Aah, now that is interesting! The itomaki are made from kouki wood which doesn’t have any urushi nor sealer on it. (Itomaki are typically only polished without sealer) Kouki is basically red sandalwood. I wonder if it’s possible to have a reaction from that?

As I mentioned in an earlier message, the only part of the shamisen which has true urushi (the allergenic kind) is on the dou. The sao/tenjin has a non-allergenic synthetic kind, and so if you got a reaction from the itomaki/inside of the tenjin (Which has exposed kouki), oil from the wood could be causing it!

If that’s true, then a light lacquer should coat it right up and you’d be ready to rock! :slight_smile:


#9

Hello,

This might be a n00b question, but is it possible to have the residue coming off the itomaki and tenjin lab tested?

If the blisters continue, perhaps a Musician’s Practice Glove might help?

Good luck, don’t give up! :angel:


#10

Well, the only answer I would need for a health perspective is what type of finishing oils were used as it could contain rosin//Colophony if it is that. But it’s an interesting idea?

I’m doing more skin tests. One arm has red oils from the Itomaki, and the other from the Tenjin. I am totally prepared to try a lacquer or play using gloves.

I had no idea that Kouki could have so much oil! Haha.


#11

A week of skin tests later, I have found that the reaction has so far only happens from the Tenjin section of wood. And it is a S L O W reaction from a quick dab on the skin… It seems like it takes 3-4 days for a full on rash to develop regardless of how many times I scrub my arms clean. Could be the Karin? Who knows! But it sounds like a simple solution is near!!!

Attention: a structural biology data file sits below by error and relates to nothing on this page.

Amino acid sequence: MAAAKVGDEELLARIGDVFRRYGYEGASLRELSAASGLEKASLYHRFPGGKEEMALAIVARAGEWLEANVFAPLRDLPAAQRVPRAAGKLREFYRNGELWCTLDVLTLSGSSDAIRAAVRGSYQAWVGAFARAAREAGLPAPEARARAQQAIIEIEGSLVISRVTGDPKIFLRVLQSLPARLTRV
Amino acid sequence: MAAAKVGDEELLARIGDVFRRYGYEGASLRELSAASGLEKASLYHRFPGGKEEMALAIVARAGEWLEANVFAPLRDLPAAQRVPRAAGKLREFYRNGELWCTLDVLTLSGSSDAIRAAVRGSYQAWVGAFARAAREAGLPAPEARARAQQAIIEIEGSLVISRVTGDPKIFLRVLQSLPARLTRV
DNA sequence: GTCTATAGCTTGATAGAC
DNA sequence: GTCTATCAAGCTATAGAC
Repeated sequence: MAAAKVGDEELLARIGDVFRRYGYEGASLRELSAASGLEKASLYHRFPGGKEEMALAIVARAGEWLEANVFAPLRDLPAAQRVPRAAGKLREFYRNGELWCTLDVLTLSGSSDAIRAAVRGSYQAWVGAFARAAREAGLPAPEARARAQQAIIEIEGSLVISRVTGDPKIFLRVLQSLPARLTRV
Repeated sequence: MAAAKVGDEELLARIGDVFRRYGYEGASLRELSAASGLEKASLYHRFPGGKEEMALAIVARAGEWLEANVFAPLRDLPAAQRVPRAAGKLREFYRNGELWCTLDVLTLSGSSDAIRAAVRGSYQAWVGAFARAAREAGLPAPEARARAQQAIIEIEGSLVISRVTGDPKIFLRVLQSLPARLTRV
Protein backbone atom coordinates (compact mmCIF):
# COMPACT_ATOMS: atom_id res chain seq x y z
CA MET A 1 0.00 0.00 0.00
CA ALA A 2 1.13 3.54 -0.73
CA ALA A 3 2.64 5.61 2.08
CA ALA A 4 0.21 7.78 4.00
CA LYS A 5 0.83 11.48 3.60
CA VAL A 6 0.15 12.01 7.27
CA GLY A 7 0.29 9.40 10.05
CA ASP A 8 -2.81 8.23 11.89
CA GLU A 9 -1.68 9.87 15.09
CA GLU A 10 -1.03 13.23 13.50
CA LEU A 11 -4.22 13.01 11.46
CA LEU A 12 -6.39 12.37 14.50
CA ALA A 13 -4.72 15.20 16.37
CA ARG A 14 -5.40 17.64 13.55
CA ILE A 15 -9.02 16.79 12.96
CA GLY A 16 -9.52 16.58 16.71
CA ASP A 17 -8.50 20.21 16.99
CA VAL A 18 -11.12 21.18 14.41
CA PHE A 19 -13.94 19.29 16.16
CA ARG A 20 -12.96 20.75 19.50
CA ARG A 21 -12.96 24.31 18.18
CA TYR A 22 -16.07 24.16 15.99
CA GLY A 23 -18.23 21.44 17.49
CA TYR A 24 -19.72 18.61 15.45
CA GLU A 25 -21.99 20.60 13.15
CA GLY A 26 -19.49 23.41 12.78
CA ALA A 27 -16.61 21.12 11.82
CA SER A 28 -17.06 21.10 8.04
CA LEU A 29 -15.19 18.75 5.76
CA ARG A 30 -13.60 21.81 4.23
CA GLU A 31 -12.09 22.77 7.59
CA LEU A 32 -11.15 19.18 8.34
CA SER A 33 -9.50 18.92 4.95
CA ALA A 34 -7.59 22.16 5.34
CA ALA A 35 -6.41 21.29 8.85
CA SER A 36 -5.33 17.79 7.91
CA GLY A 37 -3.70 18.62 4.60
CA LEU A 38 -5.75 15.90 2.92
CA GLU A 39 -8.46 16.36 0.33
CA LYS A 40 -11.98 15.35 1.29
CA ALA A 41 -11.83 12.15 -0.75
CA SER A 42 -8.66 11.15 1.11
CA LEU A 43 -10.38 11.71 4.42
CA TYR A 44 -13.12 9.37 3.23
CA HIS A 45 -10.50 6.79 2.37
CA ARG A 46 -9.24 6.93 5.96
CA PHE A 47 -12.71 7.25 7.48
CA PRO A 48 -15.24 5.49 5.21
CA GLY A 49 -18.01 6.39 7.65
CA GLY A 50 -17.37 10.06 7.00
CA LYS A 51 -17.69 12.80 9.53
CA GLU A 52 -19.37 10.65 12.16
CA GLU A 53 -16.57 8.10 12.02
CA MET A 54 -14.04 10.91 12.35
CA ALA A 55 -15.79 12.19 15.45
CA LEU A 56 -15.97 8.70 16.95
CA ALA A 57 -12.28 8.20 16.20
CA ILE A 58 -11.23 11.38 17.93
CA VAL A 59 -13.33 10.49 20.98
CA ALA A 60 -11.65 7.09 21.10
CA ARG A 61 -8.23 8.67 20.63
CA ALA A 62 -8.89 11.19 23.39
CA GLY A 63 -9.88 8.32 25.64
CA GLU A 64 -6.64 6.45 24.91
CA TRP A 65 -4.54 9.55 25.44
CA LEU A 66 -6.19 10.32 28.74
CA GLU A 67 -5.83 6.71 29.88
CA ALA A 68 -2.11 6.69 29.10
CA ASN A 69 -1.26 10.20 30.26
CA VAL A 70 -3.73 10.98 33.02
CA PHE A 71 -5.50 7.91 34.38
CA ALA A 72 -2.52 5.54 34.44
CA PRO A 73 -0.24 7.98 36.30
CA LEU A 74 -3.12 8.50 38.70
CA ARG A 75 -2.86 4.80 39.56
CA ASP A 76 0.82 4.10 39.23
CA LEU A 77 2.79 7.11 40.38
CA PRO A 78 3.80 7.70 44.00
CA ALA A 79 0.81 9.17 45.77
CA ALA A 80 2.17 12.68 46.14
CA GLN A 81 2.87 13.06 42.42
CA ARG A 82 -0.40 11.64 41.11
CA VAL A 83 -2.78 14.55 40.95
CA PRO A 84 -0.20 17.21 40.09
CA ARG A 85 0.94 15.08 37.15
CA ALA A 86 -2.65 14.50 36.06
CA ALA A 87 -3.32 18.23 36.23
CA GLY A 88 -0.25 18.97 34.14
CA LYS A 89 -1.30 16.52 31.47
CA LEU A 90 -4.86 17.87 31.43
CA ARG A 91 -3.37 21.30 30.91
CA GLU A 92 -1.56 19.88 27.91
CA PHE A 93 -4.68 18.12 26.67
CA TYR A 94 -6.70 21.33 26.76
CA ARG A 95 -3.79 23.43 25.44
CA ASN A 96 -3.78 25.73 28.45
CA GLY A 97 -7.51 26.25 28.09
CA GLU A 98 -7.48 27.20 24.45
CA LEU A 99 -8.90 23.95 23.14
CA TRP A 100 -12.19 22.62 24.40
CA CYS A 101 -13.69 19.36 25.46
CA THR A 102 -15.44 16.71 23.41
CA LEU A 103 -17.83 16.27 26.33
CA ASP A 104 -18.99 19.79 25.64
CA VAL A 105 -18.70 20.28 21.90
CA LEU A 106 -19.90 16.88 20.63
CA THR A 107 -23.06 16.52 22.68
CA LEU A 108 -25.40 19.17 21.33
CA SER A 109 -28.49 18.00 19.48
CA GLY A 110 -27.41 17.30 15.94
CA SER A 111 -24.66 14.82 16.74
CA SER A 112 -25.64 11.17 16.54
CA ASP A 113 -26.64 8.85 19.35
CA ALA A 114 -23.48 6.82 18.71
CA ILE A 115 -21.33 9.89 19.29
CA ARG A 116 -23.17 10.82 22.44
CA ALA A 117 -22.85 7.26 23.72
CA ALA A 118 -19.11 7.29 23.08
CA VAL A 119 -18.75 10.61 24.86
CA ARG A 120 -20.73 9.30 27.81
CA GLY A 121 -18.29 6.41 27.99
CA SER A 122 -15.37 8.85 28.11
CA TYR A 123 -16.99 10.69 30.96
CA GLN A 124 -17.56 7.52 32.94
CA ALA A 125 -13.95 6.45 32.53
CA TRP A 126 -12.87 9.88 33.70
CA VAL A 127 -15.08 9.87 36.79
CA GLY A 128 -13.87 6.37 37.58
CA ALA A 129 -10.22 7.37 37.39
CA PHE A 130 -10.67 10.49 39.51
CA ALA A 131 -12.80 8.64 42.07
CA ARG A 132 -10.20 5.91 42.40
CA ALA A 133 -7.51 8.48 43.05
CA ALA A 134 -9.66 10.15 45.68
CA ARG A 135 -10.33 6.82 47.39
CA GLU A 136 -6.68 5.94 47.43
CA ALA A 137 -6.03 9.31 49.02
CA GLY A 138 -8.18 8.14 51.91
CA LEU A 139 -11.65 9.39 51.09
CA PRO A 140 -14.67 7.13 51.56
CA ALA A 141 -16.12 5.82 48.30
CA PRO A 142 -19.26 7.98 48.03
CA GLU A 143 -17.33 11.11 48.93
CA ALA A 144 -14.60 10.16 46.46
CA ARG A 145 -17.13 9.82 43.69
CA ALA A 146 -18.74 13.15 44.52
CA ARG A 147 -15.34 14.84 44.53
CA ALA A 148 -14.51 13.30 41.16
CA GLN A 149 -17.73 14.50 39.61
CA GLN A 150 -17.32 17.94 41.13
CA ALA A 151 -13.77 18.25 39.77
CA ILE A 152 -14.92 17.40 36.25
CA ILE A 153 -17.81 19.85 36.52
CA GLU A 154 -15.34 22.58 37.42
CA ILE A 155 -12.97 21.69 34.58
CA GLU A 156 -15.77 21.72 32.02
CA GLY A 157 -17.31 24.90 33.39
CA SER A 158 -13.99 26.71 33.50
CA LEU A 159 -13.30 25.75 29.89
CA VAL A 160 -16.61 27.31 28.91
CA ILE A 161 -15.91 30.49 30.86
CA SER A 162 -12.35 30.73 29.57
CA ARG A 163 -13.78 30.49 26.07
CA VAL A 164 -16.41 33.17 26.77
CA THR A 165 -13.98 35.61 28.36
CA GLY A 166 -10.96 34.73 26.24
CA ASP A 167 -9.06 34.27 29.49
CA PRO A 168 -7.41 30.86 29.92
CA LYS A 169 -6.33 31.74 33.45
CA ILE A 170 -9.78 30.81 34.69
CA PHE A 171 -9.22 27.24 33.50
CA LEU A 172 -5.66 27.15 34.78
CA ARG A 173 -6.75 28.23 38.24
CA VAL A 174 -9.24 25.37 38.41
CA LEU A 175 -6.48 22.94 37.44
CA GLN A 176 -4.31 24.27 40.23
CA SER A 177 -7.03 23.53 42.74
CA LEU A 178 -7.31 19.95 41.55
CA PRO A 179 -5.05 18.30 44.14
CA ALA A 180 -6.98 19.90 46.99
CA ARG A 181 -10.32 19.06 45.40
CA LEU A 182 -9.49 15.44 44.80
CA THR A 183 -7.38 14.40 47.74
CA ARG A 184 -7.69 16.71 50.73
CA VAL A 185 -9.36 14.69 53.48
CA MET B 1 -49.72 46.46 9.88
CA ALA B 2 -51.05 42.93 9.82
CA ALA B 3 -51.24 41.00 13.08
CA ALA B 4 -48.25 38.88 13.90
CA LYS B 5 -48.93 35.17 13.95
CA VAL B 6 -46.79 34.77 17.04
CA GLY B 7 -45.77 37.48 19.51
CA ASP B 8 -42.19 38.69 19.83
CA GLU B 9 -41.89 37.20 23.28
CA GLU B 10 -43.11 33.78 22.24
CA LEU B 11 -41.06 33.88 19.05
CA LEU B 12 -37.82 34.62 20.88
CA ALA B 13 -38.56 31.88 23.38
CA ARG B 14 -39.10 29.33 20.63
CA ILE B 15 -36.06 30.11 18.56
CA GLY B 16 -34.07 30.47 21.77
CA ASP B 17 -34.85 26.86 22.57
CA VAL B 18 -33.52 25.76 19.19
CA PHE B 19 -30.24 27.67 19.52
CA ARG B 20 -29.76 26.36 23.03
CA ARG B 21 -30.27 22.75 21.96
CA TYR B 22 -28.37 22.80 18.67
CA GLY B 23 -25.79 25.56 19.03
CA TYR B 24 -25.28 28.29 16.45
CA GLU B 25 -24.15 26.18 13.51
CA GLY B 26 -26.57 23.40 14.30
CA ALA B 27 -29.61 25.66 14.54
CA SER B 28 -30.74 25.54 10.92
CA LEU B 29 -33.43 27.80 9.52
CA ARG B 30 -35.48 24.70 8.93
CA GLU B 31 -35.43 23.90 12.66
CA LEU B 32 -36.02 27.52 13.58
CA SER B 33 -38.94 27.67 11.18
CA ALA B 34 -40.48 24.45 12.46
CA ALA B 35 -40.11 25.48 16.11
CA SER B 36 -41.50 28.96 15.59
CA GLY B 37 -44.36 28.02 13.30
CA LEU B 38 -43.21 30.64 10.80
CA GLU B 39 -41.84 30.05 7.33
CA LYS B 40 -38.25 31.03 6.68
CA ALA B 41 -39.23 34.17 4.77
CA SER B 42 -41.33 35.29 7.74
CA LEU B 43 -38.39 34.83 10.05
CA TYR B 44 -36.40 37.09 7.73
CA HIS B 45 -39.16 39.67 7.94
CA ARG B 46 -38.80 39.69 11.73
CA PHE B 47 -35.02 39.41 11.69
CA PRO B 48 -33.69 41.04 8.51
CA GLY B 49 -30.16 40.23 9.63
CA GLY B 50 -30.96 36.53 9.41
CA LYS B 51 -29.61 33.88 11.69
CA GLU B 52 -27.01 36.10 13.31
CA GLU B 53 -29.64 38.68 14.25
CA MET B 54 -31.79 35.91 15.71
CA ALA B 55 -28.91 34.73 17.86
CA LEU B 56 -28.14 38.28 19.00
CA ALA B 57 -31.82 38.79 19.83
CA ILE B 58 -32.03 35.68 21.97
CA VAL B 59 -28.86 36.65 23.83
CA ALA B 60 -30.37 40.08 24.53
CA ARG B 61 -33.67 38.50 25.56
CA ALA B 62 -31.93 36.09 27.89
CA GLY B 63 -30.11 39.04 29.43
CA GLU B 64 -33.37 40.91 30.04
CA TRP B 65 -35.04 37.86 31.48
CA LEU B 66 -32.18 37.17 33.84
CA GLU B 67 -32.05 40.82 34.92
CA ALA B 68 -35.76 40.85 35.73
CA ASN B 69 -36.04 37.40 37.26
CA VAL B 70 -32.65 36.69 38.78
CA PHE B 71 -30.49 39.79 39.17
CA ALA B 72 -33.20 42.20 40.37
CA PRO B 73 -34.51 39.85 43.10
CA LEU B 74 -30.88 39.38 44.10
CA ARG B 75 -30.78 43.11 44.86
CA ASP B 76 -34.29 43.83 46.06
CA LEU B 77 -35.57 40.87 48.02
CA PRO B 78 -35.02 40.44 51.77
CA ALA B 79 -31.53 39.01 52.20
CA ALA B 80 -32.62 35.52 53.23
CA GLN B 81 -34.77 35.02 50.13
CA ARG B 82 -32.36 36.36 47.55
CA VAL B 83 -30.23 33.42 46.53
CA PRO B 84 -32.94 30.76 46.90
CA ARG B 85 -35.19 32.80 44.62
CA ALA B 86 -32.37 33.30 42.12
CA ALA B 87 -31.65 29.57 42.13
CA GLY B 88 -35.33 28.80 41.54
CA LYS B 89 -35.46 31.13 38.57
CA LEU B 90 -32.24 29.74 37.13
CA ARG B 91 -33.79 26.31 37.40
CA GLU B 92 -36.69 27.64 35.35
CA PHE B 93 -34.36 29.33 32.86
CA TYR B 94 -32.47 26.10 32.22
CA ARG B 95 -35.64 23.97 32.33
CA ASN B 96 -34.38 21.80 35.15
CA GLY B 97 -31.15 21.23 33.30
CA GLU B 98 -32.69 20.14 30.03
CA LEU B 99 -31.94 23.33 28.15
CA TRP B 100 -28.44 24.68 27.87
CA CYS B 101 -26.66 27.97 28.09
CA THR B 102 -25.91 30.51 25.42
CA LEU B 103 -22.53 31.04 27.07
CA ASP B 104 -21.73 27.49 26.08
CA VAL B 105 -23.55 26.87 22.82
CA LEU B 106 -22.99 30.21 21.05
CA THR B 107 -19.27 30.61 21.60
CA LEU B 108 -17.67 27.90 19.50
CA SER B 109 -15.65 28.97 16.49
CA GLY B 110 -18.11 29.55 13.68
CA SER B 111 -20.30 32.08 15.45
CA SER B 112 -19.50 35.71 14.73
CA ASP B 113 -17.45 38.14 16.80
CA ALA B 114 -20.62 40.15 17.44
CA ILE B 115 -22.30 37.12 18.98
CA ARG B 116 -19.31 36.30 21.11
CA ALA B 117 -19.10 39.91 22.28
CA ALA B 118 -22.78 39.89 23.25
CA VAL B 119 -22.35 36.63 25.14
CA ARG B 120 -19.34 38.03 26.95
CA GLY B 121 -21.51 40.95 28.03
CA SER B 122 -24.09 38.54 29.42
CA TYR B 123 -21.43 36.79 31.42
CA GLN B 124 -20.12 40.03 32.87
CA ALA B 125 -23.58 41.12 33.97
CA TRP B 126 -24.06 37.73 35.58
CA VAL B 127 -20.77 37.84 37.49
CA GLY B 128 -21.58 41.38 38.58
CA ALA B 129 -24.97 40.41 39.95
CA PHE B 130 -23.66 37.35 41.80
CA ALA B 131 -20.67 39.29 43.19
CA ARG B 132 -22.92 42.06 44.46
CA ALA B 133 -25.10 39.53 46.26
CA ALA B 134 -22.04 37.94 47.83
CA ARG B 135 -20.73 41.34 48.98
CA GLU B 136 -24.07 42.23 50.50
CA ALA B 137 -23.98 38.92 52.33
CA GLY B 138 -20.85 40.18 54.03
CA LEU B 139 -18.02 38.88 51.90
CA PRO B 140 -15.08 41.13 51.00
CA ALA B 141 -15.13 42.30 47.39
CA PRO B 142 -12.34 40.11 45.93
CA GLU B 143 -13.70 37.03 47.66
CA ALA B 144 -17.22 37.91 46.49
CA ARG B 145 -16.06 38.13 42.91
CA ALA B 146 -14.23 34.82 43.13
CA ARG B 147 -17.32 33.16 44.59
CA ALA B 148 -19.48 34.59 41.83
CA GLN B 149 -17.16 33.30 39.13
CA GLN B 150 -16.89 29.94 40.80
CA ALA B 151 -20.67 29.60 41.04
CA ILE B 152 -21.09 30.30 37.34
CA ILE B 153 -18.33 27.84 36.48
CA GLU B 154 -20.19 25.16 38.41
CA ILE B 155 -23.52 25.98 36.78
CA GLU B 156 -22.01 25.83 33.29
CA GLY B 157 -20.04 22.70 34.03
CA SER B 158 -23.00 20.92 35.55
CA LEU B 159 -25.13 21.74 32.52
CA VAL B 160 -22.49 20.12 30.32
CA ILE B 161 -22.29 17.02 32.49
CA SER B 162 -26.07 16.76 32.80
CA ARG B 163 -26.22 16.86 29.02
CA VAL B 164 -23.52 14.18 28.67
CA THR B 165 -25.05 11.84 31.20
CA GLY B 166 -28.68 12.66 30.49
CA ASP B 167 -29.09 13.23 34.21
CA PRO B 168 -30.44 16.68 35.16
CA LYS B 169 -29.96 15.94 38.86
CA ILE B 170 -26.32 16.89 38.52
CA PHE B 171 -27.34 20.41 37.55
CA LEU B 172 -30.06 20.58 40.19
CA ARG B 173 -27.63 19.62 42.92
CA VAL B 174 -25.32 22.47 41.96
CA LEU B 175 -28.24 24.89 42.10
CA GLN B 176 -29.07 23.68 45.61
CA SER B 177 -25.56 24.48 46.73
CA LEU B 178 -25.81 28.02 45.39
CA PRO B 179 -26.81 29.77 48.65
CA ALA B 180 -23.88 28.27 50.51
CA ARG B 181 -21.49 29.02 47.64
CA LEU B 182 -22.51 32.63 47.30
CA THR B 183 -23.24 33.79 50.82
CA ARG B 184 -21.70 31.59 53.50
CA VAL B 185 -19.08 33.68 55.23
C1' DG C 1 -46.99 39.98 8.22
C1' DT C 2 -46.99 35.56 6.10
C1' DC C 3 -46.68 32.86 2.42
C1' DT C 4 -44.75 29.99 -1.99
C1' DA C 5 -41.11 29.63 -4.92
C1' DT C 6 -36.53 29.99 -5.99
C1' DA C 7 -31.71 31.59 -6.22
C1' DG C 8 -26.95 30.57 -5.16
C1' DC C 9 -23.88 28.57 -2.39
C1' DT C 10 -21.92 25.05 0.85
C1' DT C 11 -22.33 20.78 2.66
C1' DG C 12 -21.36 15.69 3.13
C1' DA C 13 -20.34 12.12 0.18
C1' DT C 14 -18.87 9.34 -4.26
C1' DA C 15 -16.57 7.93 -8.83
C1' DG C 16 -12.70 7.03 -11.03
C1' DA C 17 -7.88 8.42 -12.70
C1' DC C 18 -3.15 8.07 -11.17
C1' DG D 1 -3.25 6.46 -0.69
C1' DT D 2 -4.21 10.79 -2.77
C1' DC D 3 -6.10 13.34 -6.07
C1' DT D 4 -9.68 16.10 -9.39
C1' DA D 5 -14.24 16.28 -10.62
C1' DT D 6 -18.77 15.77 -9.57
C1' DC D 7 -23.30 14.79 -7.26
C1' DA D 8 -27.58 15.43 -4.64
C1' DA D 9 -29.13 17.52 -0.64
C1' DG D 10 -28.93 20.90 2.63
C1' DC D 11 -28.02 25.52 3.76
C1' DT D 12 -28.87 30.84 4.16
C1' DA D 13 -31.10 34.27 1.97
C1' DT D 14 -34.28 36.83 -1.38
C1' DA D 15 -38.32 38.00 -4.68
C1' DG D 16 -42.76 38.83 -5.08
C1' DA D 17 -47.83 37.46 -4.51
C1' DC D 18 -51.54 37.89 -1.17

What would be an appropriate product to use to seal the unfinished wood sections? Any recommendations? Totally understandable if there are multiple product recommendations for specific uses on only the Itomaki or the Tenjin. I am a total noob with most of this :>


#12

In Shamisen of Japan Kyle mentions tung oil “varnish” for finishing DIY shamisen, but that was written in 2013. Maybe more advanced, durable sealants have become available? :thinking:


#13

Wow, that’s very interesting results! I think it’s a given that this is new territory for all of us. :slight_smile:
Oh yeah, kouki is suuuuuper oily. In fact, when you wipe down a kouki shamisen, even when it is polished, red oily residue will come off. Most shamisen players will carry a ‘saofuki’ cloth to clean their shamisen after playing, and one similarity you’ll see is that everyone playing a kouki shamisen will all have red stains on their saofuki. :wink:

I could see how even karin might have allergenic properties. From what I’ve heard, the sawdust from tropical woods can be very hazardous to some people. I believe karin is also a tropical wood, and thus, perhaps symptoms could occur from touching?

Oh yeah, Tung Oil Varnish could do it! Basically, I believe it’s about the same ‘Wipe on Poly’, heavily diluted polyurethane. A very thin coat can be applied without wipe marks or streaks. I haven’t yet heard of any other products that could be easily applied (without spraying) like that.


#14

The oil comment could not be more true. Even my older kouki-shamisen, which are essentially as cured as they’ll ever be and black as night, still leave a smear now and again.

The younger ones have stained my yubikake, my fingernails, everything.